logo

Palisade Trail Bridge

Warren Through Truss Bridge over Mississippi River
Palisade, Aitkin County, Minnesota

Click the Photo Above to See All Photos of This Bridge!
Name Palisade Trail Bridge
Built By Minnepolis, St. Paul & Saulte Ste. Marie Railroad
Contractor Minneapolis Steel and Machinery Company of Minneapolis
Currently Owned By Minnesota DNR
Length 360 Feet Total, 115 Foot Main Span
Width 1 Track
Height Above Ground 30 Feet (Estimated)
Superstructure Type Warren Through Truss and Deck Girder
Substructure Type Timber Pile
Date Built 1910
Traffic Count 0 Trains/Day (Bridge is a Trail)
Current Status Rails to Trails
Significance Regional Significance
In 1910, the Minneapolis, St. Paul & Sault Ste. Marie Railway continued to expand their Minnesota empire by building from Moose Lake, Minnesota (at the junction of a newly built line) to Plummer, a distance of 193 miles.
Throughout the first decade of the 20th Centry, the MStP&SsM (Soo Line) built numerous lines, crossing Minnesota to compete with the Northern Pacific and Great Northern.
This line was no exception, connecting Moose Lake to Bemidji and northwest Minnesota. It served a very agricultural base.
While the Soo Line continued to prosper through the 20th century, gradual decline became apparent after World War II, when branch lines would be abandoned.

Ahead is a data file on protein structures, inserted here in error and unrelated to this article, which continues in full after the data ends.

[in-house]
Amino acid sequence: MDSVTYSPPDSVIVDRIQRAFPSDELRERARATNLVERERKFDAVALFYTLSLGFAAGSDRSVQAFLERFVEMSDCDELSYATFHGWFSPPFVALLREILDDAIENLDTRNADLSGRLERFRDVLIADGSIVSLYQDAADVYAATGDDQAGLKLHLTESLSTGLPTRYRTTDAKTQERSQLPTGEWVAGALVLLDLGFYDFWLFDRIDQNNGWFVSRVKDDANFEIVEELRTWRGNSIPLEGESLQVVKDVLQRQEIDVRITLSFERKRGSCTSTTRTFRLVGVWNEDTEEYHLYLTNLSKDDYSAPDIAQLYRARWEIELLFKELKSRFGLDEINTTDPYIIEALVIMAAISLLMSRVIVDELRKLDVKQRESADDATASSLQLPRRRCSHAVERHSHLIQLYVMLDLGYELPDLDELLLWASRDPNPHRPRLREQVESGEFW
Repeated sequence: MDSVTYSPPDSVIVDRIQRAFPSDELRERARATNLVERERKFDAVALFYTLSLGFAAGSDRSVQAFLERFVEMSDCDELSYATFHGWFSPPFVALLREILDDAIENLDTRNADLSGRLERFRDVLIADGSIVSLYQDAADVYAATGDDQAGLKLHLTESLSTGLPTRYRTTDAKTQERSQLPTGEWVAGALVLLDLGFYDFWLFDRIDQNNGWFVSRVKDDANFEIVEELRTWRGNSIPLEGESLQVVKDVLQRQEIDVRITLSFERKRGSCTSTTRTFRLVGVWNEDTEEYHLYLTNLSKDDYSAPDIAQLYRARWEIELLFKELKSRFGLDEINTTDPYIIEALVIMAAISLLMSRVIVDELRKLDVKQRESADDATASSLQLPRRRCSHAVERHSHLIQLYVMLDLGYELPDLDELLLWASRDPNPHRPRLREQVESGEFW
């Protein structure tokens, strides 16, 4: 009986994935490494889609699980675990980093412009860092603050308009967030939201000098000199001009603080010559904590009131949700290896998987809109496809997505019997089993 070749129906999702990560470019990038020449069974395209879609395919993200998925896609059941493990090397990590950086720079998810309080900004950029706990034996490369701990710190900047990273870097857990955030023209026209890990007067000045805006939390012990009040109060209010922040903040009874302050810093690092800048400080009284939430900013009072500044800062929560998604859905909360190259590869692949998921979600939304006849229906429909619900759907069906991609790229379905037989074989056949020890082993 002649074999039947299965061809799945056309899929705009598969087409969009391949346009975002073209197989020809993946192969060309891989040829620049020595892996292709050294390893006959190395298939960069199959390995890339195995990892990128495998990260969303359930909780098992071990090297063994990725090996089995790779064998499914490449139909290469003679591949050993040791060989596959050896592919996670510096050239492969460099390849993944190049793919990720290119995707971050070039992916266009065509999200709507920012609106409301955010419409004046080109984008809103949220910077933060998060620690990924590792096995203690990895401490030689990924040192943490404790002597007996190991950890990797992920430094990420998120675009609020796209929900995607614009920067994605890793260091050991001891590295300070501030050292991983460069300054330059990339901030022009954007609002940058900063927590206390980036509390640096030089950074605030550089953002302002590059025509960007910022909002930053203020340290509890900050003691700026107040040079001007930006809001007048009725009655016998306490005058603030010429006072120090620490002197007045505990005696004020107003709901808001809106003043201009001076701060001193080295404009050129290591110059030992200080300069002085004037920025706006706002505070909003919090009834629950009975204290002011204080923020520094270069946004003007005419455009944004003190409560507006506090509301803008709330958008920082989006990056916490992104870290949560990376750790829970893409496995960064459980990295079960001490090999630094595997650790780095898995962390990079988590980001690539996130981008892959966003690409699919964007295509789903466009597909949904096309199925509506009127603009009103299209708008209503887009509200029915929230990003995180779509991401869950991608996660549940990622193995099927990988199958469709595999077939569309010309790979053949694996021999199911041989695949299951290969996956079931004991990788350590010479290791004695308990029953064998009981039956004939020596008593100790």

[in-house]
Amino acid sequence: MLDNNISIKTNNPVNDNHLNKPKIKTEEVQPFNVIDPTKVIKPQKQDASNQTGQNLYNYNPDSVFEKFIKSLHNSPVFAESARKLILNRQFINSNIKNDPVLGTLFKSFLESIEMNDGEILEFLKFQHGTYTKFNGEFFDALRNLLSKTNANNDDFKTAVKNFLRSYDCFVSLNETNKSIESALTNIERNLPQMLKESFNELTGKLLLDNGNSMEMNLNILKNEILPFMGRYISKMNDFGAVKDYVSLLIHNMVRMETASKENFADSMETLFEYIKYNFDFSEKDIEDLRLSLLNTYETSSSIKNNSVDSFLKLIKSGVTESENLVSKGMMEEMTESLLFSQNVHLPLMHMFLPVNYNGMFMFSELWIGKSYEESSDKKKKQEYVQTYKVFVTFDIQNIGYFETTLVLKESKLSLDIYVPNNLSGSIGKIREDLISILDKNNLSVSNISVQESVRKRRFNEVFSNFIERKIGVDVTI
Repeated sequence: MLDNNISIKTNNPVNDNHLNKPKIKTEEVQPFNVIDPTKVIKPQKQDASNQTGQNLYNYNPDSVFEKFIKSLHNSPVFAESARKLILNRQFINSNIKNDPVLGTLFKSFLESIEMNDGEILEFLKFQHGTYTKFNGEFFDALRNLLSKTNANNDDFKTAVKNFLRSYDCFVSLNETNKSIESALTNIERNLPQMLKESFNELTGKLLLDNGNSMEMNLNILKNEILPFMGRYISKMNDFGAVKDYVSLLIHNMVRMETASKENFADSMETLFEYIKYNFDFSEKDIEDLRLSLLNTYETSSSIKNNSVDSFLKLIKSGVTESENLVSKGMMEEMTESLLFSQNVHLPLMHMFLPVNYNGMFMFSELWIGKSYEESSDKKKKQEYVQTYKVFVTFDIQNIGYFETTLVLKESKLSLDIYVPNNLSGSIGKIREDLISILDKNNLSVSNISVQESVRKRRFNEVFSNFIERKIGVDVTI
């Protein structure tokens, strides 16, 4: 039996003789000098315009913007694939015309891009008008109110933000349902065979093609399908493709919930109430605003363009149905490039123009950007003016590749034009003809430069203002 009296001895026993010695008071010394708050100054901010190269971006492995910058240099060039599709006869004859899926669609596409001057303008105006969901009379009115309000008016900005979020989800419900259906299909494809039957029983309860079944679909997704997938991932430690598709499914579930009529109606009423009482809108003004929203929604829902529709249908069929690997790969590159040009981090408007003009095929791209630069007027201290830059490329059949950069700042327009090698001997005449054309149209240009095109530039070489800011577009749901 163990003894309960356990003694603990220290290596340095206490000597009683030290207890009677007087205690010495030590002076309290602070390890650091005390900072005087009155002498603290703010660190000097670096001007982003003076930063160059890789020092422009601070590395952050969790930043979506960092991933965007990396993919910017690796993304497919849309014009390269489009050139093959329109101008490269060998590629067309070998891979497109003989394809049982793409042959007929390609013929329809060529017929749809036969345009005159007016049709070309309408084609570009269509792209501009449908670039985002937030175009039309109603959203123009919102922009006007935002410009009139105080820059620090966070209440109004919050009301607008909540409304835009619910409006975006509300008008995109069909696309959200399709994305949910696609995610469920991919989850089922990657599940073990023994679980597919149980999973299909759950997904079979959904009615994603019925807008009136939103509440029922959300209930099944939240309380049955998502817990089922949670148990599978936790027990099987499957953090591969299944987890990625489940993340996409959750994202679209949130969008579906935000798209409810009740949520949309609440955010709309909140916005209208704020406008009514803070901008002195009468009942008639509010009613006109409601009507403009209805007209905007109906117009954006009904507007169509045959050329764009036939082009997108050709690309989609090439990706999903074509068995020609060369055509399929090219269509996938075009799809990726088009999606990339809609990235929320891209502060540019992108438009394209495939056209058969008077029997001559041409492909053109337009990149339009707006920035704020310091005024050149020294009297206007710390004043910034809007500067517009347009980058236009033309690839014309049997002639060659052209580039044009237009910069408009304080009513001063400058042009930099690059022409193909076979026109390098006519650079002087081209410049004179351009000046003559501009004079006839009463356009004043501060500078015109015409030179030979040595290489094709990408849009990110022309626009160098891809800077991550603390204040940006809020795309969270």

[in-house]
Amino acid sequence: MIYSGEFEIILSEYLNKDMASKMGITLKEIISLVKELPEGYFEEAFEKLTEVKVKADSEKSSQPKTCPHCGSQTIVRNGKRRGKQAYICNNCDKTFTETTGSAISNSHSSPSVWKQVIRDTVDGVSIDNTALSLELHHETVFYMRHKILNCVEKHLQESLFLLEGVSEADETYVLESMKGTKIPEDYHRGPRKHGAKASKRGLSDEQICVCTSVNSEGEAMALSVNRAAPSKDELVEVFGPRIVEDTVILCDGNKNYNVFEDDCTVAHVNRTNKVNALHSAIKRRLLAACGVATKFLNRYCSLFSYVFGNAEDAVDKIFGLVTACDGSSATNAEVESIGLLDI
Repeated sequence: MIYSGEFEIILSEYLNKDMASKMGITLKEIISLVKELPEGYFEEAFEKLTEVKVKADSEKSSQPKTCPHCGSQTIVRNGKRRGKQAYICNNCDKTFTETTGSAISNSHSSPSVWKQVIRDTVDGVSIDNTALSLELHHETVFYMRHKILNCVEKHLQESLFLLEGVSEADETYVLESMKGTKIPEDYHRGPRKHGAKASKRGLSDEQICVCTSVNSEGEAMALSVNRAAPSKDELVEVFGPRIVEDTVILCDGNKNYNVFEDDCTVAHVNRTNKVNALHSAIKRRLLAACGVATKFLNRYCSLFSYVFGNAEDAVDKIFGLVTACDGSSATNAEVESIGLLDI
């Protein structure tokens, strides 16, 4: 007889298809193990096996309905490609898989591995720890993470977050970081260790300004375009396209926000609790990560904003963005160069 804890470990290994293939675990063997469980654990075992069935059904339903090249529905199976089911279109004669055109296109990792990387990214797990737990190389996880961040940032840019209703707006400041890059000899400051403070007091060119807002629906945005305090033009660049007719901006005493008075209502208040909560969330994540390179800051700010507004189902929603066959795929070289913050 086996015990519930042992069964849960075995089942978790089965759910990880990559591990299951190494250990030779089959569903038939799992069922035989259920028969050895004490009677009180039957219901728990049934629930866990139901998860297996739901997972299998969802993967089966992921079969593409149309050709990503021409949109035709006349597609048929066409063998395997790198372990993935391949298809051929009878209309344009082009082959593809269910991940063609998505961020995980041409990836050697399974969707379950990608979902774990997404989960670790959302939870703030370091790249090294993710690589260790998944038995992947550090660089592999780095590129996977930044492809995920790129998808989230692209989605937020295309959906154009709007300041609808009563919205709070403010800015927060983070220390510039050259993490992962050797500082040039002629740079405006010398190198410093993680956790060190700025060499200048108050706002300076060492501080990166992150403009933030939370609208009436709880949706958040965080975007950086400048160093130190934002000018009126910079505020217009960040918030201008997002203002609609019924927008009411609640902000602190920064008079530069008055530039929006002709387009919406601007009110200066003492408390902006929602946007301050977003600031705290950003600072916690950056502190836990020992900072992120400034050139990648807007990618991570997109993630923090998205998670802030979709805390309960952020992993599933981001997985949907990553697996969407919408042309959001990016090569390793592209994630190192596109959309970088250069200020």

In 1984, the Canadian Pacific acquired the Soo Line, and operated
This line was still in use until 1987, when it was abandoned from Moose Lake to Gonvick.

In the 1990s, it was converted to a trail from Leanord to Moose Lake, which currently serves as the northernmost Soo Line Trail.
The remaining stub is part of the Canadian Pacific Portal Subdivision.
01/08/19


This beautiful through truss bridge crosses the Mississippi River at the small town of Palisade.
Built in 1910, the bridge consists of a single 6-panel, riveted Warren Through Truss. In addition, the bridge is approached by deck girder spans and wooden trestling.
The entire bridge rests on wooden substructures, a form of non-permanent construction. However, these still appear to be in good condition.
When first constructed, the bridge was over 1000 feet long. However, it was gradually filled in.
Overall, the bridge appears to be in good condition. With proper maintenance, this bridge should continue to serve pedestrians for the longterm future.

The author has ranked this bridge as being regionally significant, due to the truss design and contractor.
The photo above is an overview.

Mississippi River Railroad Bridges
Upstream Cohasset Rail Bridge
Downstream Brainerd Rail Bridge

Citations

Source Type

Source

Build Date Minneapolis Steel and Machinery Company plaque
Contractor Minneapolis Steel and Machinery Company plaque
Railroad Line History Source ICC Valuation Information, Compiled by Richard S. Steele



Widget is loading comments...



© Copyright 2010- John Marvig and Contributors. All Rights Reserved